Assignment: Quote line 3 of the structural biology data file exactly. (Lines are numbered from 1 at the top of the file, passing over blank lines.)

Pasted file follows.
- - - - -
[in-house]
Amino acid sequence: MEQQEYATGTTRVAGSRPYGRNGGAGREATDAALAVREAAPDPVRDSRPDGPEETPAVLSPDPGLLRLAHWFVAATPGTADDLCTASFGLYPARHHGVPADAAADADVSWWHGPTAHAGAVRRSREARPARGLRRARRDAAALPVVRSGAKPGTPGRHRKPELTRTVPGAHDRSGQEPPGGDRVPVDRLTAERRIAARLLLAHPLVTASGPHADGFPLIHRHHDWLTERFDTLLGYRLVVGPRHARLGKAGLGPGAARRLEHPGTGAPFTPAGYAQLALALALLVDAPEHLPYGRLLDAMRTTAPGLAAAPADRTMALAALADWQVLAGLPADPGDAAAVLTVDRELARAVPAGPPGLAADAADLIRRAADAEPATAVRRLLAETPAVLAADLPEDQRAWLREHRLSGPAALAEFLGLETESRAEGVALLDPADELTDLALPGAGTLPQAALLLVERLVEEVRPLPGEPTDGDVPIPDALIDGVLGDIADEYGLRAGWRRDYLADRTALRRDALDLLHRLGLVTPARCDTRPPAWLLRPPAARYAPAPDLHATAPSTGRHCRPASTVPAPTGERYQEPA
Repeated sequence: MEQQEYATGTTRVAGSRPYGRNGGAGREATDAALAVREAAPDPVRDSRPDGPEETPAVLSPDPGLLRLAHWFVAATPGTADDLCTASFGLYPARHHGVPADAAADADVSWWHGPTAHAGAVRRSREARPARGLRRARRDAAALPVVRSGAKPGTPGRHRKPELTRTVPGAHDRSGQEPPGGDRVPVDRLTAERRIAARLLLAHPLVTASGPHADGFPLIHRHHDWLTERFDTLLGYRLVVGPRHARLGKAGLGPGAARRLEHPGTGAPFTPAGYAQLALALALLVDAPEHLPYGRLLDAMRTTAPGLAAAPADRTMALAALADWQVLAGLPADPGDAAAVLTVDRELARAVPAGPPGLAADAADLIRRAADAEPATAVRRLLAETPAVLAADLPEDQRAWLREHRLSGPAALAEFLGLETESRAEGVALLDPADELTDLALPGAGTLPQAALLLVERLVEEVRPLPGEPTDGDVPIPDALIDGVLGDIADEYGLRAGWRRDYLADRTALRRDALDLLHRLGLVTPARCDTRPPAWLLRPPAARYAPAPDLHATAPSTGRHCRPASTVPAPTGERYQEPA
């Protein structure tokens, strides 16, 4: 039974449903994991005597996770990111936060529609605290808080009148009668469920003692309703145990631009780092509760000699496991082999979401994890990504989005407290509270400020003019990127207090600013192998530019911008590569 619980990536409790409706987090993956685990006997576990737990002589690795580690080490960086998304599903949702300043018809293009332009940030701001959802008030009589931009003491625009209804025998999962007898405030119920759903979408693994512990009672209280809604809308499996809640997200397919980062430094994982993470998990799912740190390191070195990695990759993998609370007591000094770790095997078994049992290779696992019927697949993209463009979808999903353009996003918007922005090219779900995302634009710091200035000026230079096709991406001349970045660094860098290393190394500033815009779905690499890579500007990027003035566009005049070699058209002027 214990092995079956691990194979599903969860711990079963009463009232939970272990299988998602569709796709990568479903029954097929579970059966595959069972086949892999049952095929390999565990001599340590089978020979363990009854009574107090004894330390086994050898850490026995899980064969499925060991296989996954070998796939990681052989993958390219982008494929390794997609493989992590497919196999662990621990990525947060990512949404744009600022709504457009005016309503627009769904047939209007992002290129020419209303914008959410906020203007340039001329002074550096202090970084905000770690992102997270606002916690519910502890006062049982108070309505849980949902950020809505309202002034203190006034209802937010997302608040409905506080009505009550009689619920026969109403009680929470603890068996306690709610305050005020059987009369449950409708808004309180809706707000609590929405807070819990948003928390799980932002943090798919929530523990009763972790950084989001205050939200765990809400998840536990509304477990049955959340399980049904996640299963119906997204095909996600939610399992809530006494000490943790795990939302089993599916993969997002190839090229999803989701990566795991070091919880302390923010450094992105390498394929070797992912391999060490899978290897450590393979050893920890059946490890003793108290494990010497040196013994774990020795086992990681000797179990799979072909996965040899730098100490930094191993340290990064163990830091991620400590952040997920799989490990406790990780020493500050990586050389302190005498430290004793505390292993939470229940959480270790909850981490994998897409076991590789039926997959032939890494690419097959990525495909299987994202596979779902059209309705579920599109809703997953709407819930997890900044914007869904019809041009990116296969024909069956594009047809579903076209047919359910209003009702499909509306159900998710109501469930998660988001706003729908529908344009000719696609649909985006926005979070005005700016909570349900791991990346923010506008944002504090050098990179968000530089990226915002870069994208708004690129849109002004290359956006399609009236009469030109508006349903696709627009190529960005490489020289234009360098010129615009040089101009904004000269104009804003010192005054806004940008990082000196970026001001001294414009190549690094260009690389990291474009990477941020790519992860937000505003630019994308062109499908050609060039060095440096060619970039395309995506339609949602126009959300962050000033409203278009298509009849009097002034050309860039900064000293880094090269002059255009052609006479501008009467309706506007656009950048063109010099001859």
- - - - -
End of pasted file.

Repeated sequence: MEQQEYATGTTRVAGSRPYGRNGGAGREATDAALAVREAAPDPVRDSRPDGPEETPAVLSPDPGLLRLAHWFVAATPGTADDLCTASFGLYPARHHGVPADAAADADVSWWHGPTAHAGAVRRSREARPARGLRRARRDAAALPVVRSGAKPGTPGRHRKPELTRTVPGAHDRSGQEPPGGDRVPVDRLTAERRIAARLLLAHPLVTASGPHADGFPLIHRHHDWLTERFDTLLGYRLVVGPRHARLGKAGLGPGAARRLEHPGTGAPFTPAGYAQLALALALLVDAPEHLPYGRLLDAMRTTAPGLAAAPADRTMALAALADWQVLAGLPADPGDAAAVLTVDRELARAVPAGPPGLAADAADLIRRAADAEPATAVRRLLAETPAVLAADLPEDQRAWLREHRLSGPAALAEFLGLETESRAEGVALLDPADELTDLALPGAGTLPQAALLLVERLVEEVRPLPGEPTDGDVPIPDALIDGVLGDIADEYGLRAGWRRDYLADRTALRRDALDLLHRLGLVTPARCDTRPPAWLLRPPAARYAPAPDLHATAPSTGRHCRPASTVPAPTGERYQEPA